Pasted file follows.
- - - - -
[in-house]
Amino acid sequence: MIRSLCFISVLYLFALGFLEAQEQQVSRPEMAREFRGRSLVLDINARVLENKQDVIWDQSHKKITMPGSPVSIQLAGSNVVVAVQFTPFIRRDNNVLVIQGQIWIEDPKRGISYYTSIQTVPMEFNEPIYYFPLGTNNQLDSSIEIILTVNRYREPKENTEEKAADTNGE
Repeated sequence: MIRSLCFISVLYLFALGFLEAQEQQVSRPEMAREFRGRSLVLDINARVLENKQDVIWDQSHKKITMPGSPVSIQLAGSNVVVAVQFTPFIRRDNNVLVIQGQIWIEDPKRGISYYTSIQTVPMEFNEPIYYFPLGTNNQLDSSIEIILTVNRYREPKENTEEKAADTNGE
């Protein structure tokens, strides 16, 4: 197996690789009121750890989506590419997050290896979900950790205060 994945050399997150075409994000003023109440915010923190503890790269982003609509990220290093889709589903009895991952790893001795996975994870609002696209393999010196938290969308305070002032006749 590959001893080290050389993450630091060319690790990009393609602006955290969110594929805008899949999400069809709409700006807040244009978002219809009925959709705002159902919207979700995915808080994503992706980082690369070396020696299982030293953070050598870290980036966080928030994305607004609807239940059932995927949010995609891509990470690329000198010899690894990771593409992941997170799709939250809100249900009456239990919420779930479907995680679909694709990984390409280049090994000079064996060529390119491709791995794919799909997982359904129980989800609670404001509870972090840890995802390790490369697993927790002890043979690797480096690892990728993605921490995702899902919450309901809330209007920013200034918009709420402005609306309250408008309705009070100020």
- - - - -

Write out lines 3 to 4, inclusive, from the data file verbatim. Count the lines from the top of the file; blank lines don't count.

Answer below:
Repeated sequence: MIRSLCFISVLYLFALGFLEAQEQQVSRPEMAREFRGRSLVLDINARVLENKQDVIWDQSHKKITMPGSPVSIQLAGSNVVVAVQFTPFIRRDNNVLVIQGQIWIEDPKRGISYYTSIQTVPMEFNEPIYYFPLGTNNQLDSSIEIILTVNRYREPKENTEEKAADTNGE
């Protein structure tokens, strides 16, 4: 197996690789009121750890989506590419997050290896979900950790205060 994945050399997150075409994000003023109440915010923190503890790269982003609509990220290093889709589903009895991952790893001795996975994870609002696209393999010196938290969308305070002032006749 590959001893080290050389993450630091060319690790990009393609602006955290969110594929805008899949999400069809709409700006807040244009978002219809009925959709705002159902919207979700995915808080994503992706980082690369070396020696299982030293953070050598870290980036966080928030994305607004609807239940059932995927949010995609891509990470690329000198010899690894990771593409992941997170799709939250809100249900009456239990919420779930479907995680679909694709990984390409280049090994000079064996060529390119491709791995794919799909997982359904129980989800609670404001509870972090840890995802390790490369697993927790002890043979690797480096690892990728993605921490995702899902919450309901809330209007920013200034918009709420402005609306309250408008309705009070100020």